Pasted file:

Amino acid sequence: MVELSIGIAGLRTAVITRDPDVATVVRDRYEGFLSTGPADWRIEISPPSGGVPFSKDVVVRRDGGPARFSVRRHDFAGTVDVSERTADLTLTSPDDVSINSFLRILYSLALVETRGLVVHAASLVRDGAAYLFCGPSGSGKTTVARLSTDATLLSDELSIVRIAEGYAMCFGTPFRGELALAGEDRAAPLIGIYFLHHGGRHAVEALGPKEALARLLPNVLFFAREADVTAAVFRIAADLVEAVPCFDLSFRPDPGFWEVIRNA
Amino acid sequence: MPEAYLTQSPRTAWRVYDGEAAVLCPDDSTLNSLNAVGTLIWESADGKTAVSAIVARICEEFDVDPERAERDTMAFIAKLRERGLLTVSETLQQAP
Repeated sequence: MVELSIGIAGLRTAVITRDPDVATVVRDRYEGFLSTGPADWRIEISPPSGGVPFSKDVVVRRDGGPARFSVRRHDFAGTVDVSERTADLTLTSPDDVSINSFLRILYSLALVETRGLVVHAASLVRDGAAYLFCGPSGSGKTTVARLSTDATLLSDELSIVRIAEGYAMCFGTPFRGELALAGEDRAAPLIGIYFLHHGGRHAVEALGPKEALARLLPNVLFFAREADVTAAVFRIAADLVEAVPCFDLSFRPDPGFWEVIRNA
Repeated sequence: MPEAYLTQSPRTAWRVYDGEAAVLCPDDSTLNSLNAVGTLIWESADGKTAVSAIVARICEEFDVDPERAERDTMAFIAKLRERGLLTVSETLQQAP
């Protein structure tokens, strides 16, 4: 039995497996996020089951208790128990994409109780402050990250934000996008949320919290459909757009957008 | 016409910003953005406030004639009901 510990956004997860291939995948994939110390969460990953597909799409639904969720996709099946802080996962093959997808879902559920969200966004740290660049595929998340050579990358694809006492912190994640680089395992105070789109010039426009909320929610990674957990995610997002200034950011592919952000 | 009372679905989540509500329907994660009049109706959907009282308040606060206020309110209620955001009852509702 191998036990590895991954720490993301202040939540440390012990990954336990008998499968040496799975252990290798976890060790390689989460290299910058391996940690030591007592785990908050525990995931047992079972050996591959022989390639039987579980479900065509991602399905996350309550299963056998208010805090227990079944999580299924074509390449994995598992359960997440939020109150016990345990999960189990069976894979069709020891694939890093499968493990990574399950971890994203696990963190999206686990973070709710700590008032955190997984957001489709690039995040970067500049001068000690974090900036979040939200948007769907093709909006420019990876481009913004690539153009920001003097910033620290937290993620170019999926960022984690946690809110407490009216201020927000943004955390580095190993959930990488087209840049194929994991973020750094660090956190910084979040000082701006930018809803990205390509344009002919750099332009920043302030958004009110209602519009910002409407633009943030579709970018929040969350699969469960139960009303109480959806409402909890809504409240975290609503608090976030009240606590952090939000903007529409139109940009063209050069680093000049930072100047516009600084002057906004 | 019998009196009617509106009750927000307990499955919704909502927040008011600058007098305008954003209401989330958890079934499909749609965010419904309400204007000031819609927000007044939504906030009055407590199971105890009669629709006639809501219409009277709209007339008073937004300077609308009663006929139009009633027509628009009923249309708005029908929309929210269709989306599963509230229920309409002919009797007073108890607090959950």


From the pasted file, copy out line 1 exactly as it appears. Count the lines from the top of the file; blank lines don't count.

Amino acid sequence: MVELSIGIAGLRTAVITRDPDVATVVRDRYEGFLSTGPADWRIEISPPSGGVPFSKDVVVRRDGGPARFSVRRHDFAGTVDVSERTADLTLTSPDDVSINSFLRILYSLALVETRGLVVHAASLVRDGAAYLFCGPSGSGKTTVARLSTDATLLSDELSIVRIAEGYAMCFGTPFRGELALAGEDRAAPLIGIYFLHHGGRHAVEALGPKEALARLLPNVLFFAREADVTAAVFRIAADLVEAVPCFDLSFRPDPGFWEVIRNA